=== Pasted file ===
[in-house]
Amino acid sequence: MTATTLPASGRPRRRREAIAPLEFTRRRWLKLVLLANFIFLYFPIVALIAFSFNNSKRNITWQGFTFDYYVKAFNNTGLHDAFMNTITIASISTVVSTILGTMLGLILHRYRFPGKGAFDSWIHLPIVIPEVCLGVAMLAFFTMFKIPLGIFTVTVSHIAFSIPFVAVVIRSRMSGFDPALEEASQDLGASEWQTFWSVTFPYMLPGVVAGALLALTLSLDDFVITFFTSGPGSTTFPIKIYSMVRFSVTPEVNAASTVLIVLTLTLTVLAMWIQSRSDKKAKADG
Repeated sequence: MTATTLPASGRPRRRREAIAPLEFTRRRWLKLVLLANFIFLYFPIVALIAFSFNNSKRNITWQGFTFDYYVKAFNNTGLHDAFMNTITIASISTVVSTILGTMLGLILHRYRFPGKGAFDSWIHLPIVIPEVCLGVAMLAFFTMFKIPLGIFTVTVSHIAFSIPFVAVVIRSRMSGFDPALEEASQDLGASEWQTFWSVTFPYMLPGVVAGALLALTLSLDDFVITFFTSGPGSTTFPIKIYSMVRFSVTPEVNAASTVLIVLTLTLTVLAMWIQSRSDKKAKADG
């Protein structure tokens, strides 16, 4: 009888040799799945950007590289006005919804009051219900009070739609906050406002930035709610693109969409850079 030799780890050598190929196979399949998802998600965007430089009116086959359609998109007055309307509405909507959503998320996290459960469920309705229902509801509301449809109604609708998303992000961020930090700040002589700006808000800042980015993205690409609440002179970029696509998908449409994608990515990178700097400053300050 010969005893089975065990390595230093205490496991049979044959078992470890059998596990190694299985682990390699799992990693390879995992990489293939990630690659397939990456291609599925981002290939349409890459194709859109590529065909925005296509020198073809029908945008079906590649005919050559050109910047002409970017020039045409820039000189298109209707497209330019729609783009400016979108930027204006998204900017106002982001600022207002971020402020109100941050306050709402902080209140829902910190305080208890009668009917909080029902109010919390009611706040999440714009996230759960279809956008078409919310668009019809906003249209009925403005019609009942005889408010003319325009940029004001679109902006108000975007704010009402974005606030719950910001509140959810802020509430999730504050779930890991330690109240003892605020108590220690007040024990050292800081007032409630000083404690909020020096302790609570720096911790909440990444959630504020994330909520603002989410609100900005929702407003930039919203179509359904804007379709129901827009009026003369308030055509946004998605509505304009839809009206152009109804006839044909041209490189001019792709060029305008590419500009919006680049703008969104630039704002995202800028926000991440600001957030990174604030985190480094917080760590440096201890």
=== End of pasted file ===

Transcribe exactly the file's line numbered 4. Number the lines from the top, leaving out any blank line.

């Protein structure tokens, strides 16, 4: 009888040799799945950007590289006005919804009051219900009070739609906050406002930035709610693109969409850079 030799780890050598190929196979399949998802998600965007430089009116086959359609998109007055309307509405909507959503998320996290459960469920309705229902509801509301449809109604609708998303992000961020930090700040002589700006808000800042980015993205690409609440002179970029696509998908449409994608990515990178700097400053300050 010969005893089975065990390595230093205490496991049979044959078992470890059998596990190694299985682990390699799992990693390879995992990489293939990630690659397939990456291609599925981002290939349409890459194709859109590529065909925005296509020198073809029908945008079906590649005919050559050109910047002409970017020039045409820039000189298109209707497209330019729609783009400016979108930027204006998204900017106002982001600022207002971020402020109100941050306050709402902080209140829902910190305080208890009668009917909080029902109010919390009611706040999440714009996230759960279809956008078409919310668009019809906003249209009925403005019609009942005889408010003319325009940029004001679109902006108000975007704010009402974005606030719950910001509140959810802020509430999730504050779930890991330690109240003892605020108590220690007040024990050292800081007032409630000083404690909020020096302790609570720096911790909440990444959630504020994330909520603002989410609100900005929702407003930039919203179509359904804007379709129901827009009026003369308030055509946004998605509505304009839809009206152009109804006839044909041209490189001019792709060029305008590419500009919006680049703008969104630039704002995202800028926000991440600001957030990174604030985190480094917080760590440096201890």